If you go to my kid’s bathroom you will find SpongeBob Square pants Toothpaste. Why? Because the kid’s love the taste, and it’s SpongeBob! But just because the magical toothpaste gets my children to brush and keep their teeth healthy does it really mean the toothpaste itself is healthy? Truth is there is alarming concern these days when it comes to our toothpaste. If you are like most people the name brands Crest & Colgate are probably sitting in your bathroom. So what possibly could be wrong with the toothpaste that we have all grown up on and love? Have you ever read the label? Like the majority of consumers these days I simply buy what works ignoring the label. My assumption is it wouldn’t be available if it wasn’t safe. WRONG! Take a look at the label and you will find this:
Warning Keep out of reach of children under 6 yrs of age. If more than used for brushing is accidentally swallowed, get medical help or contact a Poison Control Center right away.
Isn’t it a little concerning that something we are putting in our mouths has a label with the words Poison Control Center? Yes warnings are part of everyday life, but still this is concerning when it comes to my kids. So since the ADA (American Dental Association) tells us this is good stuff than what could be the cause of this label? Well let’s take a closer look at the ingredients, specifically sodium fluoride. Fluoride as I brought to your attention in an earlier blog can be a good thing, in moderation. The problem is manufacturers have begun to use this waste by product in so many things that we are becoming over exposed to it. The result is leading to dangerous health issues, especially for our children.
So what is it about fluoride that makes it so dangerous? Again in small doses it has been proven to help prevent and reduce tooth decay promoting healthy teeth. In large doses side effects can include everything from fluorosis (decaying of the teeth) to death. Researchers are finding links between overexposure to fluoride and brain development (lower IQ’s) as well as links to skeletal fluorosis, osteoporosis and many other health effects including increased risk for cancer.
So what is over exposure? I thought that since I removed my son from the fluoride pill at school, quit using a fluoride rinse at home, and my water was on a private well not being treated that my children were safe from overexposure. Then I took a closer look at the food intake of my kid’s. Juice, Cereal, fruit, fluoride was in it all.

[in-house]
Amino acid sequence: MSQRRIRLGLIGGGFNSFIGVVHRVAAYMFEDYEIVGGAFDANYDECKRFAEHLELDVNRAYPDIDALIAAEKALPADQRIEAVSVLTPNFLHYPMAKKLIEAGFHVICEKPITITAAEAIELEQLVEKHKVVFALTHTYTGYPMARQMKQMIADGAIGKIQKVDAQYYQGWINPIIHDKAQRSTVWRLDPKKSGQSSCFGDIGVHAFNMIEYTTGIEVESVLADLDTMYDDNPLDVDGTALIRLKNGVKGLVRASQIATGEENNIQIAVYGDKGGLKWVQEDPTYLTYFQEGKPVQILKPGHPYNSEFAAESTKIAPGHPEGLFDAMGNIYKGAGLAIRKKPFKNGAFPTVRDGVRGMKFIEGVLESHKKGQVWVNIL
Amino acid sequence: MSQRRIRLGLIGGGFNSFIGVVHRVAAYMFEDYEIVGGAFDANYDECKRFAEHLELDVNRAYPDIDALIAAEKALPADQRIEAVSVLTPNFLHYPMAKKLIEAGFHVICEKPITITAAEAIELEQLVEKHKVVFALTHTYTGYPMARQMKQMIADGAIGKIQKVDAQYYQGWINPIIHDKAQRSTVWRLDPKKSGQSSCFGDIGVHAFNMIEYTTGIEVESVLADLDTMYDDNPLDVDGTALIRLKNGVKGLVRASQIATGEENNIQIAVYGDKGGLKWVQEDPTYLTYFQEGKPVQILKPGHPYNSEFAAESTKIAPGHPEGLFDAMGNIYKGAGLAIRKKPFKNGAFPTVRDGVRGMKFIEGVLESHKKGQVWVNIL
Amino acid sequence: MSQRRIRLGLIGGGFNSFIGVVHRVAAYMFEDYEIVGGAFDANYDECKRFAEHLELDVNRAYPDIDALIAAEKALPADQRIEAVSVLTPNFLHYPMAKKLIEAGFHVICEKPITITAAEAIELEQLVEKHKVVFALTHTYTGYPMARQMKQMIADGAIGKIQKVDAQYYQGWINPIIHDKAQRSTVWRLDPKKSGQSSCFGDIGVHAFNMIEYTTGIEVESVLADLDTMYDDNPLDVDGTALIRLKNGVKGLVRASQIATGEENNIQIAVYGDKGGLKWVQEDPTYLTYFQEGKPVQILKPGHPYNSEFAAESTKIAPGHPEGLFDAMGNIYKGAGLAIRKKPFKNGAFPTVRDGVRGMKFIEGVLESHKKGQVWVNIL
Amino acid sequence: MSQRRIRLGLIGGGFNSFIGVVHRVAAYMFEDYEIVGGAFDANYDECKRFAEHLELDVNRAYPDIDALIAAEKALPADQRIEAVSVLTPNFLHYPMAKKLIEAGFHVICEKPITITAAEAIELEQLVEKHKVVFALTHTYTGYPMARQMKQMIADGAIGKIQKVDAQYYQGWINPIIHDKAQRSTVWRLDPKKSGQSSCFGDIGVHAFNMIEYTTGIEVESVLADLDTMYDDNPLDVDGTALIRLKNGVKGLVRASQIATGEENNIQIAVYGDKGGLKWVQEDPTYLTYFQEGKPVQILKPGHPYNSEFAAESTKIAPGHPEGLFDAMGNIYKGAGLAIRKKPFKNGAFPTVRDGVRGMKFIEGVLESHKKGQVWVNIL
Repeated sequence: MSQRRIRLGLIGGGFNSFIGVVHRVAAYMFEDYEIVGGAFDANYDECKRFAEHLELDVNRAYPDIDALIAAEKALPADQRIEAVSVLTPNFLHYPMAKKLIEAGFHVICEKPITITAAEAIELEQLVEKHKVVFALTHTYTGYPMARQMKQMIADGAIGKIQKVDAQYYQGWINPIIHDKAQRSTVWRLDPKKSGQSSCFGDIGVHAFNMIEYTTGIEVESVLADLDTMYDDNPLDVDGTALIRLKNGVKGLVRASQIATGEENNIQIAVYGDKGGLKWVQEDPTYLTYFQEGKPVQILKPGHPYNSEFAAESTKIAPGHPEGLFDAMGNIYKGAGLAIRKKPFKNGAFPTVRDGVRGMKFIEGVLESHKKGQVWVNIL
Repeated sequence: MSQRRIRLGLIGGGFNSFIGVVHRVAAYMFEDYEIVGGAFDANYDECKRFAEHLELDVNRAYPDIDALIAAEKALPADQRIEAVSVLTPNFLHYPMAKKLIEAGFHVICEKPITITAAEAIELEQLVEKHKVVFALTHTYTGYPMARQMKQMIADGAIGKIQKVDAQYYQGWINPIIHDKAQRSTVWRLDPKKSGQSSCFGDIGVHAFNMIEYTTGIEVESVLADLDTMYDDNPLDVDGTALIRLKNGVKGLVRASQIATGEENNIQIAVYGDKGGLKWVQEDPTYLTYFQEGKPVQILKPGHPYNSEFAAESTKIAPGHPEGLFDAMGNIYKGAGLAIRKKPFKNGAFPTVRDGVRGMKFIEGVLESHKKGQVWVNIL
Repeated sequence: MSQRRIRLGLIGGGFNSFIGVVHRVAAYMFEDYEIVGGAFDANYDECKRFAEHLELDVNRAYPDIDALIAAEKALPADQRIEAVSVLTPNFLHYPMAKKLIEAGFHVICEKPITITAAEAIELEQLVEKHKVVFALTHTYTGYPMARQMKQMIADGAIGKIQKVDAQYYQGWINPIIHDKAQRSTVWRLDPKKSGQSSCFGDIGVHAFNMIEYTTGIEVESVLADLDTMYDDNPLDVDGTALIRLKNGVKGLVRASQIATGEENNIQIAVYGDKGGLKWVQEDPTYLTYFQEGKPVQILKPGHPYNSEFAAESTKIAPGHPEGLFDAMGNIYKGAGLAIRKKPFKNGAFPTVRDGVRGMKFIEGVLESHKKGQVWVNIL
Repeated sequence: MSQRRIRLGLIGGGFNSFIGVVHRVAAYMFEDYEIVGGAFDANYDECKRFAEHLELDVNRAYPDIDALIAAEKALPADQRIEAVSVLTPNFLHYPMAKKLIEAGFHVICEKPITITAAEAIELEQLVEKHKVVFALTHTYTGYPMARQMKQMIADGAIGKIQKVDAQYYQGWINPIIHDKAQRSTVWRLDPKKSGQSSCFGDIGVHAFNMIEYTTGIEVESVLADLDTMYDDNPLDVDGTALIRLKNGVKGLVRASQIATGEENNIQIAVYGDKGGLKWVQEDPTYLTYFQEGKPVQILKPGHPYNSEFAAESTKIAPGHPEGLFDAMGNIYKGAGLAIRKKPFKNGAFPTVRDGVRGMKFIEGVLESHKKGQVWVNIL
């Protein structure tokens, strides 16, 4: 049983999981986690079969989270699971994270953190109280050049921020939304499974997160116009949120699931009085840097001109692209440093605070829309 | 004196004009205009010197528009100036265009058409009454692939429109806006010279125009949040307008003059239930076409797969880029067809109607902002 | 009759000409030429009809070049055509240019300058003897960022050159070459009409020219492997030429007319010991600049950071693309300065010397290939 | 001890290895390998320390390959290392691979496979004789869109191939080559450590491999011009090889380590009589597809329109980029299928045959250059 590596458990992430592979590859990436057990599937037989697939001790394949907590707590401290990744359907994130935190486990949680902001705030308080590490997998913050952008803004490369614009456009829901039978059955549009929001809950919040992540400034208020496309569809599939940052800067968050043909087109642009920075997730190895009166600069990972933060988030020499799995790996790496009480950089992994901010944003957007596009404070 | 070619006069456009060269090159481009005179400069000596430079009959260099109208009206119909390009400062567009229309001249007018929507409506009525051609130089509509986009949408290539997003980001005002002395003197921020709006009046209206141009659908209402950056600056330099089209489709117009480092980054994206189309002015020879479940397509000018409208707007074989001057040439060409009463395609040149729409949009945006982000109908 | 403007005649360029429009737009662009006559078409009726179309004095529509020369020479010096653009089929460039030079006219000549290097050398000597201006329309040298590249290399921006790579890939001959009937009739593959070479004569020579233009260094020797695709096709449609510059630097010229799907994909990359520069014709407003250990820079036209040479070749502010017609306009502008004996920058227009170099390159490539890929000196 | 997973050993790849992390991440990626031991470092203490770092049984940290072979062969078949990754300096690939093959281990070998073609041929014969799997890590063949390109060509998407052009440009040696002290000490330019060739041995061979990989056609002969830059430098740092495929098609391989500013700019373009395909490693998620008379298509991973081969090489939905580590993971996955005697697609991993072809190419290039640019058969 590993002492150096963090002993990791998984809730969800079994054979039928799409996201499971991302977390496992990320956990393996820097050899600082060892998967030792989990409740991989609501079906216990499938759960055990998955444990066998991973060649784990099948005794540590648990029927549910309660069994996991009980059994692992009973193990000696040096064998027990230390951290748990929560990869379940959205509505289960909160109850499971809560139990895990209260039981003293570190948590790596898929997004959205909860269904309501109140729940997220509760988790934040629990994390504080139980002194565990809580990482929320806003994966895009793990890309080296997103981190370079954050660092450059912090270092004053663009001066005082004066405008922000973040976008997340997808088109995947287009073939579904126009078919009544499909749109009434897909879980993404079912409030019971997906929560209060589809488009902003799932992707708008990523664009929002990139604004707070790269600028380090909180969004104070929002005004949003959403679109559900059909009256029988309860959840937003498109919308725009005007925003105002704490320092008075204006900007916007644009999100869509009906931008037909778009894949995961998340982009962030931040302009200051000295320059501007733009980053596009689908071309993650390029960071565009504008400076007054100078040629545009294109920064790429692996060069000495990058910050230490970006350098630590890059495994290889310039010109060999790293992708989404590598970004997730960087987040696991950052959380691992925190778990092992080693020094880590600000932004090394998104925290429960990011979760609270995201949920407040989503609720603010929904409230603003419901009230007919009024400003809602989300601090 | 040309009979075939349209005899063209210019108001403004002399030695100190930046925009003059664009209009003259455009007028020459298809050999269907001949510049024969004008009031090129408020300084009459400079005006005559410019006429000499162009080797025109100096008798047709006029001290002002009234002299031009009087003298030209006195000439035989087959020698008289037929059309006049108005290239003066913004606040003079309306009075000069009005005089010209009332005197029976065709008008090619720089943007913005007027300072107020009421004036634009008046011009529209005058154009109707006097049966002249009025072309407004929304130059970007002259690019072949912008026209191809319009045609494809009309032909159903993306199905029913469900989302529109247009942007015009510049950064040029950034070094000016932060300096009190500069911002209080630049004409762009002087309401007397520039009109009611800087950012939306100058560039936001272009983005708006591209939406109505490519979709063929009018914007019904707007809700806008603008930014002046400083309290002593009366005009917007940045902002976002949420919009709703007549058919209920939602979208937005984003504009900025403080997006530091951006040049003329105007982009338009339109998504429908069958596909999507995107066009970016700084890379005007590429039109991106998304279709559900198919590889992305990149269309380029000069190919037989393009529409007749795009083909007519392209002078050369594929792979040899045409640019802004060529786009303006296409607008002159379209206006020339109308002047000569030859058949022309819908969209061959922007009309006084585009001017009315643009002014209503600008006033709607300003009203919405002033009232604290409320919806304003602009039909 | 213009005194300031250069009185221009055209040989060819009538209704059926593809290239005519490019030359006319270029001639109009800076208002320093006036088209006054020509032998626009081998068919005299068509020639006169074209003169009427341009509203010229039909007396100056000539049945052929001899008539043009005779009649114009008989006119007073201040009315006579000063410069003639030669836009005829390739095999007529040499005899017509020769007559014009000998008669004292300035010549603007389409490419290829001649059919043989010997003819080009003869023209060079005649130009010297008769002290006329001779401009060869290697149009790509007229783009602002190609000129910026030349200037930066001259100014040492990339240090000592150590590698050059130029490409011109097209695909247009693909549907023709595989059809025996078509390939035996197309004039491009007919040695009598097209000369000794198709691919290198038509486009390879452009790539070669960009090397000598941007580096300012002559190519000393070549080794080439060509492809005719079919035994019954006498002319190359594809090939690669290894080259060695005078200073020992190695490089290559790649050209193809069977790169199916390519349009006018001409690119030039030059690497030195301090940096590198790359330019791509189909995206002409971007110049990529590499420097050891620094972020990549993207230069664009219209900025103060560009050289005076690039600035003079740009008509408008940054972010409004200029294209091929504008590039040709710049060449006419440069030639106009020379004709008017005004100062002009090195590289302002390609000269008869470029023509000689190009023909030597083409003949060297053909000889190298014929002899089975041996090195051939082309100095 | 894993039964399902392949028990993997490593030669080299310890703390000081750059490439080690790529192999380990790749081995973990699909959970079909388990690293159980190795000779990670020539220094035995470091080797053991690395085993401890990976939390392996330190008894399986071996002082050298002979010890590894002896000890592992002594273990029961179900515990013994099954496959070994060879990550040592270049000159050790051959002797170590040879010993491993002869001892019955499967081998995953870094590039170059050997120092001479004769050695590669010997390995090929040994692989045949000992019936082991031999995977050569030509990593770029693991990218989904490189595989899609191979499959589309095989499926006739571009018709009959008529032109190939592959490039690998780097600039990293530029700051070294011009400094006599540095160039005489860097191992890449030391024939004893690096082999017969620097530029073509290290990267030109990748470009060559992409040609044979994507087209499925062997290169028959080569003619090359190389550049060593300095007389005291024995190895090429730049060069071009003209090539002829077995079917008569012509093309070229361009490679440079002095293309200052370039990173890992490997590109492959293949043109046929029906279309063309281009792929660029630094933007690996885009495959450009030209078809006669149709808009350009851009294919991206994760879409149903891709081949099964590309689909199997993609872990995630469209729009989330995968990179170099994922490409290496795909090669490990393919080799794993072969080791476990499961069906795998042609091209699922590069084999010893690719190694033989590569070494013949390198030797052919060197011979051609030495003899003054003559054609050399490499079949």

So how much fluoride is your child getting? Honestly it is hard to tell. What I can tell you is that too much is dangerous to their health. Personally I will be purchasing toothpaste without fluoride. For me to simply remove the fluoride in the areas I know they are getting it is the best way to make sure they are not being over exposed. Since my oldest son was already diagnosed with fluorosis I am aware that over exposure happens. In fact the 1Center for Disease Control has reported that up 48% US school children have dental fluorosis. This is the result of over exposure to fluoride!
Here is also an interesting note from an article I read
2Tony Lees, from Herefordshire, a dentist for 40 years, believes that fluoride should be banned from toothpastes and water. The marginal benefit it displays for teeth does not outweigh its general dangers, he says.
“In the scale of toxicity, fluorides fall between arsenic and lead,” he says. “Dental fluorosis is not just a cosmetic problem, but the visible sign of chronic fluoride poisoning, and children are more vulnerable than adults.”
I found this to be an insightful point in making my decision to pull fluoride from my toothpaste. In the end I found there was enough negative remarks and controversy on fluoride to choose to avoid it when possible without going nuts over it.
For those wanting to make a change, Tom’s of Maine offers a children’s strawberry toothpaste without fluoride and Burt’s Bees offers a Natural Toothpaste Multicare without fluoride.